Mr. Right?

I realized something the other day: I sell myself short on a daily basis, and I have a fear of finding Mr. Right because I assume that once he gets to know me, he’ll pull a, “Oh, this is the real you? Just kidding. Bye.”

I’m tired of goodbye. In my 20s, it was never something that got me down; moving on wasn’t an issue. Around 30, goodbyes began to head in the direction of heartbreaking; I took them personally, even though I knew I shouldn’t. Now, the concept of “goodbye” is just one of those things that makes me not want to go there at all. I’m tired of them because they’re draining, and because they make me think too much.

I’m a fairly quiet person. I like to sit, think, listen, think some more, wonder things about the stuff I’m thinking, and take everything in. When I’m in a social setting, however, the other me comes out to play. No, there isn’t anything split-personality-ish going on here, it’s just a different side of me — the side that realizes that people are uncomfortable around other people who don’t really talk a whole lot. I’ve been perceived as bitchy, stuck-up, better than — you name it. People who don’t know me think these things, and they couldn’t be more false.

Anyway, I’ve never reconciled the those two people in me — the quiet one, and the more social one. At home, I don’t have to — and since that’s where I am a lot of the time, I probably could use more practice at this. I think I’m short-changing myself to the point of it being detrimental to personal and emotional growth in the meantime. Why?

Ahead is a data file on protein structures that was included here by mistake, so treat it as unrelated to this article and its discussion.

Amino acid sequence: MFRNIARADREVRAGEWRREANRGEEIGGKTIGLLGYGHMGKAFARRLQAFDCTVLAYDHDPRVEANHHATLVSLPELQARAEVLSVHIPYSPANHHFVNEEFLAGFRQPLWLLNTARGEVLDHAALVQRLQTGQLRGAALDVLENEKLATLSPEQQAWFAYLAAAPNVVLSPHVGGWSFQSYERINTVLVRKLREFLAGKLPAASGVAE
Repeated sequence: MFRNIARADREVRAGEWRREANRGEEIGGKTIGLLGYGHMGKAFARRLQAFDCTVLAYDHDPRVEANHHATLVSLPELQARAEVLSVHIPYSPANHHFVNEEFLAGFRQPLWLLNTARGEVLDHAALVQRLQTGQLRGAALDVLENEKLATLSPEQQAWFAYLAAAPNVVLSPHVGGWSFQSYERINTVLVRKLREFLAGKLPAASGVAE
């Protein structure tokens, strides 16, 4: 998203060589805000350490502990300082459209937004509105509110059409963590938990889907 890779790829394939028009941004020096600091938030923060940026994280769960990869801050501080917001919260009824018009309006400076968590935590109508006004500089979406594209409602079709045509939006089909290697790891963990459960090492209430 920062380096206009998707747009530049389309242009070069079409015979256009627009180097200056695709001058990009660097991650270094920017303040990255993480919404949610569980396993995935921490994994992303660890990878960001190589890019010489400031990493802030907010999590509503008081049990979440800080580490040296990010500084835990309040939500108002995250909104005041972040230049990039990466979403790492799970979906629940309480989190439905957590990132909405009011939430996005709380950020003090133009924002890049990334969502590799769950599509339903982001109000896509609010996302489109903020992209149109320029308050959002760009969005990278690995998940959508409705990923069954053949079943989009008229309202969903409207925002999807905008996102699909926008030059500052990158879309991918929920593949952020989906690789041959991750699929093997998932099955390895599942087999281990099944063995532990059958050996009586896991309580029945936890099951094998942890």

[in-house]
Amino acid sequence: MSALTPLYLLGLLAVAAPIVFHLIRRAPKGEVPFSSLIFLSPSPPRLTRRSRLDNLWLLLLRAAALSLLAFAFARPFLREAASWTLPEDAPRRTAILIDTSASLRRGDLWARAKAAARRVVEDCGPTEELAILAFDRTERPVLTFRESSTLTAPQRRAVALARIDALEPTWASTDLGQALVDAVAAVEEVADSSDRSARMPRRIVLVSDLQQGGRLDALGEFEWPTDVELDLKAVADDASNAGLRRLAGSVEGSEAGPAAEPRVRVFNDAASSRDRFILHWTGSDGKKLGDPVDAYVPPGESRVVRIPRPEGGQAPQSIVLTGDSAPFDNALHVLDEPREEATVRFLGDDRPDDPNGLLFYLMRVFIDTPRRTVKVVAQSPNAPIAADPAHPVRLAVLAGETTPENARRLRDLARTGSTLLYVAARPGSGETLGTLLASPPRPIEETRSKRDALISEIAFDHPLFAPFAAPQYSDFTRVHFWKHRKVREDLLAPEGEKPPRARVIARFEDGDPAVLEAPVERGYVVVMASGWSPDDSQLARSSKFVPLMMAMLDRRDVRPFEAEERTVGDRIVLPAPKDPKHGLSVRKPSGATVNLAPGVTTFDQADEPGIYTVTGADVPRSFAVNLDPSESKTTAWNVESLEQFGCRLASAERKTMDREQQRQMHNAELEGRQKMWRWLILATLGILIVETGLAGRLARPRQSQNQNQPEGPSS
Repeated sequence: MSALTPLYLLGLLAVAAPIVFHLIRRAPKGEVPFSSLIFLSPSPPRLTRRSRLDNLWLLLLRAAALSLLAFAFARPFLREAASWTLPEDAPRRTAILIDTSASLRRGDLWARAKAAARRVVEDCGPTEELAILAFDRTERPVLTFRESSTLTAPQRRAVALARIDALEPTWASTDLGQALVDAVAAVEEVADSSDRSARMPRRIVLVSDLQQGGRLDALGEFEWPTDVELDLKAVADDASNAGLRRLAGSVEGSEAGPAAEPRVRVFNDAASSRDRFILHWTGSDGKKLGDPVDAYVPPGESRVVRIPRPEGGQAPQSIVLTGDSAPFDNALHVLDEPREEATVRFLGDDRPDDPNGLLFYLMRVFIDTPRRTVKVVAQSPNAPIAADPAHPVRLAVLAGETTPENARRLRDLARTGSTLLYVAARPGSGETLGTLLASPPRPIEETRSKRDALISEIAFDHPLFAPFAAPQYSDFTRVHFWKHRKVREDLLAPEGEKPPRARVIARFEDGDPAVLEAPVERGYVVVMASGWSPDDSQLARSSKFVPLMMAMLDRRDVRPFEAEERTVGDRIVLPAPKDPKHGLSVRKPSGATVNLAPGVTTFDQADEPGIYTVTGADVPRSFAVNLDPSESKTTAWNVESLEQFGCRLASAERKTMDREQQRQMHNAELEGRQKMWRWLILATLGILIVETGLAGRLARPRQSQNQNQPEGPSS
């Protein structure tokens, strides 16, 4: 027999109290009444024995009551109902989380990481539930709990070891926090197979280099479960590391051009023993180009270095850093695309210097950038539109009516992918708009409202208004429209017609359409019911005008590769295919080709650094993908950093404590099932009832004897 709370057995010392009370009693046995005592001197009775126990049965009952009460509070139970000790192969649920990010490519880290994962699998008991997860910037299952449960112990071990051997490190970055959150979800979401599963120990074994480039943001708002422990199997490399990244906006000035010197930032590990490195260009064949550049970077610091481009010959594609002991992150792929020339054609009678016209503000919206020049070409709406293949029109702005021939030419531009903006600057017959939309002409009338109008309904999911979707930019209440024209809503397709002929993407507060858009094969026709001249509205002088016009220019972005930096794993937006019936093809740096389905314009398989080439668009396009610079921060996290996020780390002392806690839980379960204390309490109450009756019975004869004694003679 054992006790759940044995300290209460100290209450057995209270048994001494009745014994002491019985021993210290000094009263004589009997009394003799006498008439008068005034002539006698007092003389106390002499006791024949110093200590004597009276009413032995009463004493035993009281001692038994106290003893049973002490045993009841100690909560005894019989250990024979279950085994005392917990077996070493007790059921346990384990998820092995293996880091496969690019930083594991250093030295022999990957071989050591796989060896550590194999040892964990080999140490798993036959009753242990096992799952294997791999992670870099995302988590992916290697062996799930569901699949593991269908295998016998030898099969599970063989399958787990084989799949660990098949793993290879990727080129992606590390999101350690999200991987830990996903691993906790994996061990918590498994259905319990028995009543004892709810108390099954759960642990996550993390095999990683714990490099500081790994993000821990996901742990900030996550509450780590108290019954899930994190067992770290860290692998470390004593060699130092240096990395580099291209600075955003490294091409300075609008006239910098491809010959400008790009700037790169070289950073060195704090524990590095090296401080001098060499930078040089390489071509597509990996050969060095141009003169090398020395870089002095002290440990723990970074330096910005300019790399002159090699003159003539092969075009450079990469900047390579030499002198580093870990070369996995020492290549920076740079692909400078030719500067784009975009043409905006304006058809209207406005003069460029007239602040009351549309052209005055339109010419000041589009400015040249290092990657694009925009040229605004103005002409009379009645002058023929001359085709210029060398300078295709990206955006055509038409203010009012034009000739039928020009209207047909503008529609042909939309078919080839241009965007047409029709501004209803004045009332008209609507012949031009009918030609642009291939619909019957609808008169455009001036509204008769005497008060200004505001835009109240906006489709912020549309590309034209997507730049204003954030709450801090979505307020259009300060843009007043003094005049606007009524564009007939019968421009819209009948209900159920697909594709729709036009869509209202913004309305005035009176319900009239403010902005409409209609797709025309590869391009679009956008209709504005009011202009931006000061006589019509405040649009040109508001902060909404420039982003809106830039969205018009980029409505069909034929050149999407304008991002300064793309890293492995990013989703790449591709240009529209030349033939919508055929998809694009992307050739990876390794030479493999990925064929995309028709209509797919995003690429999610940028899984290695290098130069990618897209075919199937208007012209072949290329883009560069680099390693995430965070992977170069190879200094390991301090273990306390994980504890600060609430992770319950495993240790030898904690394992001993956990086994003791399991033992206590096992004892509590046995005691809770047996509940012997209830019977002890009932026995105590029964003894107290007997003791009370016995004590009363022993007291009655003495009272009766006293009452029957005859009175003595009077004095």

Because I think I’m good enough for things, but not people.

I think I’m good enough for experiences, but not relationships.

I tend to think someone’s flaws can often be the best, most colorfully rich parts about them, but I have a hard time thinking that anyone would feel that way towards me.

I’ll gladly talk to anyone and everyone, but when it comes time to consider the possibility that someone might be interested in me, my reaction is generally, “Really? Nope, not likely at all.”

Oddly, if you told me I don’t have much to offer, I’d argue that point passionately. But when it comes to a guy, I immediately think, “Why would he want me? There isn’t anything special about me at all.” Case in point: a friend at work recently told me that I’m a catch; I laughed at him, then I wondered why I was laughing.

It’s a ridiculous, interesting — yet terrible — cycle. Some might call it simply “terribly interesting” but, no, there really is an element of pure “terrible” to it all. I don’t get it, and until I do, I’ll probably think there’s no Mr. Right to my Ms. Wrong, and I’ll assume that “every pot has a lid” applies to everyone else except me.

None of this, by the way, means that I’m not happy. I’m content with the way things are, and I’m fairly at peace with them. It’s just that I wonder if he’s out there, and — assuming he is — I go back to what I do best again: I think. I wonder in how many ways I’ll grow before we’re meant to meet, how long it will take for that feeling of “I’m ready” to take shape, and I wonder whether he feels the same as I do.

I wonder, but I am thankful for being content in the meantime.

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